#NotGeneva 2020: The motor show new car unveilings move online
Car companies go ahead with global reveals, even in the absence of an actual, physical motor show
Workers pack crates as they dismantle stalls at the cancelled Geneva International Motor Show. Photograph: Stefan Wermuth/Bloomberg
This feels so odd. We’re going to spend roughly the next 24 hours reporting from the Geneva motor show without actually being at a motor show, nor even in Geneva.
The cancellation of the 90th running of what is arguably the most important motor show of all, thanks to worries about potential coronavirus infections, means that the world’s car makers and car fans will have to make do with a virtual motor show instead. Many are turning to online presentations that will run through the day.
That, in and of itself, throws up a major conundrum for the organisers of the Geneva motor show, and all other motor shows. Which is to say that because of the ineluctably grinding gears of the global motoring public relations machine, concept cars have been built, new models preened, press releases prepared, and so - whether in Geneva or in cyberspace - these cars are going to damned well be revealed, debuted, shown off, and generally displayed. If the car makers see sufficient returns on that virtual publicity - be it in the shape of deposits from customers, or media coverage - then it could entirely undermine the point of having a motor show at all in the first place.
Motor show attendances and popularity have been in decline for some time now, driven in large part by a Kamikaze attitude to publicity by the car makers themselves. The constant pre-show drip-feeds of sketches, glimpses, photos both occluded and revealing, takes away from the surprise and impact of each successive show.
Geneva remains important, but the Frankfurt show is now dead, and looking for a new host city to reverse a 30 per cent decline in visitors. Detroit has switched from its traditional January week to a summer event, in the hope of ditto. Paris is promising a dramatic reinvention for its biennial motor show due to be held in October (Covid-19 allowing, of course).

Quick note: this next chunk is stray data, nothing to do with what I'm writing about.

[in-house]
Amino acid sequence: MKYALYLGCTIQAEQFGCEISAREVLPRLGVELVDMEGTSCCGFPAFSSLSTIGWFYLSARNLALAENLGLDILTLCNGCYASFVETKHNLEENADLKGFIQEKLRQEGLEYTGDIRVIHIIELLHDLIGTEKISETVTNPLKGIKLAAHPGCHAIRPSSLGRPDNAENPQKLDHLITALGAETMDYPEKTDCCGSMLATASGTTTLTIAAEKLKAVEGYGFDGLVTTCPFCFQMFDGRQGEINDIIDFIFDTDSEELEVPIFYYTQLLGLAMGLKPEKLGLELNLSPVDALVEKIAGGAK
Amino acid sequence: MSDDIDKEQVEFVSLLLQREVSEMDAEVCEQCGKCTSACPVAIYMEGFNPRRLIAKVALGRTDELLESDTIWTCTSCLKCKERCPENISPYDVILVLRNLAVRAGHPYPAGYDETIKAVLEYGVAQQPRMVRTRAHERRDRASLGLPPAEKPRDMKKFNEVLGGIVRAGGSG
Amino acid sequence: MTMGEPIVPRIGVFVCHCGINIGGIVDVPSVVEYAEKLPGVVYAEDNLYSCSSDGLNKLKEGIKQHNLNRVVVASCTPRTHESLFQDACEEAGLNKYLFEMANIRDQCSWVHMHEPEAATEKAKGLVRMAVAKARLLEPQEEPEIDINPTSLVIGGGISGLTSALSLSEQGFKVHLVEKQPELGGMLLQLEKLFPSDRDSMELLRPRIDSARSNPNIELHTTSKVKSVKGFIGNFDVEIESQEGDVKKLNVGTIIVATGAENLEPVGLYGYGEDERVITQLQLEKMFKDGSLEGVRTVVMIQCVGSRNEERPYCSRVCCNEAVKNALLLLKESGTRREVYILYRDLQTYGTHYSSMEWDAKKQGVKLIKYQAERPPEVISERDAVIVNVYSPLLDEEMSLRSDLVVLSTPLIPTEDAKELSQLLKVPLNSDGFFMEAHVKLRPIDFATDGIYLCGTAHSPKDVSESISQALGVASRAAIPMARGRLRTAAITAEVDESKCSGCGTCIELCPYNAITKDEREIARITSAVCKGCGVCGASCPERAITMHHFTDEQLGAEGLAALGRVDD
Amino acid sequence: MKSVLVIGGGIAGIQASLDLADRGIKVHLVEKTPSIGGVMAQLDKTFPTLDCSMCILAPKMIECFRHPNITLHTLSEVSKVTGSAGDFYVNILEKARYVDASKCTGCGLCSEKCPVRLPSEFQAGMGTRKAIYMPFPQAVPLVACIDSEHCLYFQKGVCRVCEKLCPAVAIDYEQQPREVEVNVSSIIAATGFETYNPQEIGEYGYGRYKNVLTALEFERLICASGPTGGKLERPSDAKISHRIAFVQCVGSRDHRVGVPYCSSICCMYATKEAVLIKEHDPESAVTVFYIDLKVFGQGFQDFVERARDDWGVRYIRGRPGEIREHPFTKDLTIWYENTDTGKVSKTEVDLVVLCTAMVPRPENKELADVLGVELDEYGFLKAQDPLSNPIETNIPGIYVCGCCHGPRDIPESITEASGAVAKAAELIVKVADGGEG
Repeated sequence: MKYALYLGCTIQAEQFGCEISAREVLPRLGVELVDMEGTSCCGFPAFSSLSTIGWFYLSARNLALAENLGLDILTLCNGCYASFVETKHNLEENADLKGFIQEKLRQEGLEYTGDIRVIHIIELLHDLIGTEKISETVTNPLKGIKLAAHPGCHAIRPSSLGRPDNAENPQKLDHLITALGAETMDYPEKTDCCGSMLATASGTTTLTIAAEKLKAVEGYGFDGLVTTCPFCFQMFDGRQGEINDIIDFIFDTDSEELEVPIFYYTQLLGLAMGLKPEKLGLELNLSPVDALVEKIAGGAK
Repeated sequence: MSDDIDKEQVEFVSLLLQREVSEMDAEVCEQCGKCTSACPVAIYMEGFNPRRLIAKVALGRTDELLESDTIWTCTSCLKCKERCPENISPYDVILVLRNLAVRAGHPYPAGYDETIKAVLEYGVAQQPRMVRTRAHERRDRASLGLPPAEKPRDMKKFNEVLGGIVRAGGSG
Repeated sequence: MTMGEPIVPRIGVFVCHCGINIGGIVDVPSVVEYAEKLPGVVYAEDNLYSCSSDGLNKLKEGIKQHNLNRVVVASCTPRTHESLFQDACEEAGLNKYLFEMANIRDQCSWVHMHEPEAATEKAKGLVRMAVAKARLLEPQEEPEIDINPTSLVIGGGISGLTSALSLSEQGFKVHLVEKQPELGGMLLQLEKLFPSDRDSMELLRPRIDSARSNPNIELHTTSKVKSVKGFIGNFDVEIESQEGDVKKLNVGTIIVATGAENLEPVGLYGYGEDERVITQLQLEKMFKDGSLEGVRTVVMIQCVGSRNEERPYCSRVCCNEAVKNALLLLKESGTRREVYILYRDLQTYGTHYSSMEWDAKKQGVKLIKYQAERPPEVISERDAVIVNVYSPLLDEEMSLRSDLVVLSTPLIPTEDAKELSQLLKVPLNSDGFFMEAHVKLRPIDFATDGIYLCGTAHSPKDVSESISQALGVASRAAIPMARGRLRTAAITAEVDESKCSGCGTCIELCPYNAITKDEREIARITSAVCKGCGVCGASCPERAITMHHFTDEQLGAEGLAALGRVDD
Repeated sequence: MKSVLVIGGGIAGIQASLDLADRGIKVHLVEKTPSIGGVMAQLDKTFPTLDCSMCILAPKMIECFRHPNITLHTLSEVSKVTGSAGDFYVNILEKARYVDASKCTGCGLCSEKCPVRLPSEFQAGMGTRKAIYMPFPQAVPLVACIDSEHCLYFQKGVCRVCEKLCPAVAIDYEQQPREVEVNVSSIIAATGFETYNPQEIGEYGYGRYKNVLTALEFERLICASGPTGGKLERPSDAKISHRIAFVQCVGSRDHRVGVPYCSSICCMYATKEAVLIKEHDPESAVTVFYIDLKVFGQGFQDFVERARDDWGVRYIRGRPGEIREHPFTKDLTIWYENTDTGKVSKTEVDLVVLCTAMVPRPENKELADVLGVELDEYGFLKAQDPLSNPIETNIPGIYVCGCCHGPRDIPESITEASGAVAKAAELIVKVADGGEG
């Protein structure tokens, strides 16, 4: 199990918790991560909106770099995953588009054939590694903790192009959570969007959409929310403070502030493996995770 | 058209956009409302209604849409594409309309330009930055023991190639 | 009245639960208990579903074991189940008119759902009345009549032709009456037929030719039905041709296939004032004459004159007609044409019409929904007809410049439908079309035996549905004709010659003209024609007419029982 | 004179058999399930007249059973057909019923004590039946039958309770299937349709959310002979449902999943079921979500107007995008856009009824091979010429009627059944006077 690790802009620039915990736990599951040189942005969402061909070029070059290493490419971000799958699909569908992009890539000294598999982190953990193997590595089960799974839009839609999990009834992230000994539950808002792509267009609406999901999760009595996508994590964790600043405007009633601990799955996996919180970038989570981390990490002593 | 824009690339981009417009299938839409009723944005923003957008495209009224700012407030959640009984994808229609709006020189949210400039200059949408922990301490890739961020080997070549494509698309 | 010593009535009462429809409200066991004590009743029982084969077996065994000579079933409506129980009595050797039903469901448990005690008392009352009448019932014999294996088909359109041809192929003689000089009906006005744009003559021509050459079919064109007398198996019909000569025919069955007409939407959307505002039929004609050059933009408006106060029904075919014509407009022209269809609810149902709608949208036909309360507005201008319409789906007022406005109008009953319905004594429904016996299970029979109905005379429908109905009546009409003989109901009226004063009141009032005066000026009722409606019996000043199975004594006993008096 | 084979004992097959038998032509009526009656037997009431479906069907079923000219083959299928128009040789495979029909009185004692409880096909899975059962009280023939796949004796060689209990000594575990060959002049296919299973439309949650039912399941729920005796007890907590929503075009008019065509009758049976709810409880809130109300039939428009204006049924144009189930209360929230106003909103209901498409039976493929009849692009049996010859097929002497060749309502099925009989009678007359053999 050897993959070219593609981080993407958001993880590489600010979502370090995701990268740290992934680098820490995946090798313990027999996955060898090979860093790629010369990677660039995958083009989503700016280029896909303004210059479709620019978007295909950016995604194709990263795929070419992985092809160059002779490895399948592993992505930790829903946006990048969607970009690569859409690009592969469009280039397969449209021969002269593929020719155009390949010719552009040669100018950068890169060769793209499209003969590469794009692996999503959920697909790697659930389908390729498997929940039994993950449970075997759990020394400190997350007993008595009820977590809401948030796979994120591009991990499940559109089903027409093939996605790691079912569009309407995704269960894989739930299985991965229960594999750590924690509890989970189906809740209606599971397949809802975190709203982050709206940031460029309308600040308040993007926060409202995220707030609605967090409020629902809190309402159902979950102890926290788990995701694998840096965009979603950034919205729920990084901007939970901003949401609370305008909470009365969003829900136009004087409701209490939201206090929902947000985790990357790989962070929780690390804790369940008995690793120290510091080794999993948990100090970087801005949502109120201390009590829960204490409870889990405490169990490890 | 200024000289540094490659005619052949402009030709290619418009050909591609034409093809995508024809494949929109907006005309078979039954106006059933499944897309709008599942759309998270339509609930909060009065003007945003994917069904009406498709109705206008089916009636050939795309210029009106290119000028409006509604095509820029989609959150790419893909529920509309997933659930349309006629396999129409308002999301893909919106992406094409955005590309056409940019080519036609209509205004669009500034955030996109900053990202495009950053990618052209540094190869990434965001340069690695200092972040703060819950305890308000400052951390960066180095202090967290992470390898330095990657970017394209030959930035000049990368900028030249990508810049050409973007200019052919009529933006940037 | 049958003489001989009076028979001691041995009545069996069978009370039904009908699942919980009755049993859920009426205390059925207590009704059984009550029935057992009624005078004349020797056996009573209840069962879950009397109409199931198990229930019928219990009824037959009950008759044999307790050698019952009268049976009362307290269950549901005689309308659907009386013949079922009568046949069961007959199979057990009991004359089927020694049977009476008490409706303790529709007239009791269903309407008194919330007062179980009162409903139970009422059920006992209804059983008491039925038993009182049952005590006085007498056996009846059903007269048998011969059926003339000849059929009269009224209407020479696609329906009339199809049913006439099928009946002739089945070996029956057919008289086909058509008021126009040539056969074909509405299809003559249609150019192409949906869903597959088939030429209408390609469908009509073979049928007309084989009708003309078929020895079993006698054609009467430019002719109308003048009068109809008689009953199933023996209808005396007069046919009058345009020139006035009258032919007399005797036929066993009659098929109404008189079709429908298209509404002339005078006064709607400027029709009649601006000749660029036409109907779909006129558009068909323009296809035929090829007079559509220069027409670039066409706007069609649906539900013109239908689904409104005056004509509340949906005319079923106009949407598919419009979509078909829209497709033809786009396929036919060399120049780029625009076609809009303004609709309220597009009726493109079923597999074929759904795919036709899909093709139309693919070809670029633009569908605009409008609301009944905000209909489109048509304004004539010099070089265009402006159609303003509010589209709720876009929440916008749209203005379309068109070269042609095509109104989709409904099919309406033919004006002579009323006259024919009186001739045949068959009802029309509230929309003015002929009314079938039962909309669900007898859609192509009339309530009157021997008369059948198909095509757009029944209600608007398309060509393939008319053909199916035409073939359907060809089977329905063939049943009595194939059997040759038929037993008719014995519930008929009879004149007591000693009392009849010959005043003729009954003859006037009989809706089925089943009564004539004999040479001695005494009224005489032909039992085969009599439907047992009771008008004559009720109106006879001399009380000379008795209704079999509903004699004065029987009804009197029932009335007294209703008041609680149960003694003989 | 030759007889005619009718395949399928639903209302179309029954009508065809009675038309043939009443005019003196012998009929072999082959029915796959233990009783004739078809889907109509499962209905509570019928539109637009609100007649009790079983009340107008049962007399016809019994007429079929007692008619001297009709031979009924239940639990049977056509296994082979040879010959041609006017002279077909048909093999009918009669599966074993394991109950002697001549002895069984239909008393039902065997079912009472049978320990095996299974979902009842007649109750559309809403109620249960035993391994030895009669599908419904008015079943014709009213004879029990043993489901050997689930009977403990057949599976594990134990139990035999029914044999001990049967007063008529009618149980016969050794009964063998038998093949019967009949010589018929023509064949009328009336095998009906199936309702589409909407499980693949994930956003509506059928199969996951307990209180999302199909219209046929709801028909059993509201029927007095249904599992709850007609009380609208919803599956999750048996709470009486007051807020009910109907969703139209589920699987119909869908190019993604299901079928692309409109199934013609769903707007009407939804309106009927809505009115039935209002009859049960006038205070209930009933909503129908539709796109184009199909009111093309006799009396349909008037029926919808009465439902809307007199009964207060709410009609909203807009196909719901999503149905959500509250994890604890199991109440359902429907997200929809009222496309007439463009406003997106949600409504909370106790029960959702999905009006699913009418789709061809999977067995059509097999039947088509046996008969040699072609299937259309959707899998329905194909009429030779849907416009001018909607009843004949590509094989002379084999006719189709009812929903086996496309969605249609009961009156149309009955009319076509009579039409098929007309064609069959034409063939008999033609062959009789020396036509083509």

Still, virtual or otherwise, there are new cars and concepts to talk about, and that is what we like to do around here, so welcome to our #NotGeneva coverage. Don’t forget to wash your hands…
First out of the blocks with something genuinely interesting was Renault, which is showing off the Morphoz concept. Now, this one gets a big wacky but there is more serious intent packaged in behind the silliness. The Morphoz’s big show trick is that it’s actually a Transformer, although instead of turning into a robot, it simply turns into a slightly bigger SUV.
The Morphoz has two ‘modes’ which Renault calls City and Travel. In City form, it’s a compact SUV, 4.4-metres in length, with a 40kWh battery which gives it a supposed electric range of around 400km. However, if you should fancy taking on a longer journey, or simply need more space, then a visit to a specialised swapover station can see the Morphoz’s body stretch and warp so that it’s 4.8-metres long, has a longer wheelbase, more rear seat space, a bigger boot, and space for a bigger battery pack.
Okay, that’s the silly stuff, but as I said, there is serious intent here. The expandable battery pack idea is a solid one, and Renault has plans to try and produce it. The idea is that you can buy the car with the standard 40KWh battery pack - which is more affordable, and has sufficient charge to cover most journeys for most people - but that you can buy or rent a plug-and-play expansion pack, which adds 50kWh extra, bringing the total to 90kWh, and a potential range of as much as 700km.
The batteries can be charged wirelessly (including on sections of road which may, some day, be equipped for just such a thing) and the spare battery packs can be used locally as power storage units, soaking up excess wind energy production, and shoring up the national grid at times of peak power demand. Theoretically, of course - this is a concept car, after all.
More sensibly, the Morphoz’s styling (and its two sizes) seems to be a pretty good signpost to the next generations of Kadjar and Koleos SUVs, and if they look this good, then sign us up.
VW’s Spanish brand Seat, meanwhile, is really pushing its new Cupra high-performance brand forward, and no surprise. The car maker has been pleasantly surprised by Cupra’s sales success (especially considering that thus far it has only had the slightly disappointing Cupra Ateca version of Seat’s family SUV to sell) and it’s proved hugely profitable so far.
Not appearing at Geneva will be the Cupra brand’s first unique car, a sporty SUV called the Formentor (named for a rocky outcrop on the Spanish coast) which is also a plugin-hybrid SUV.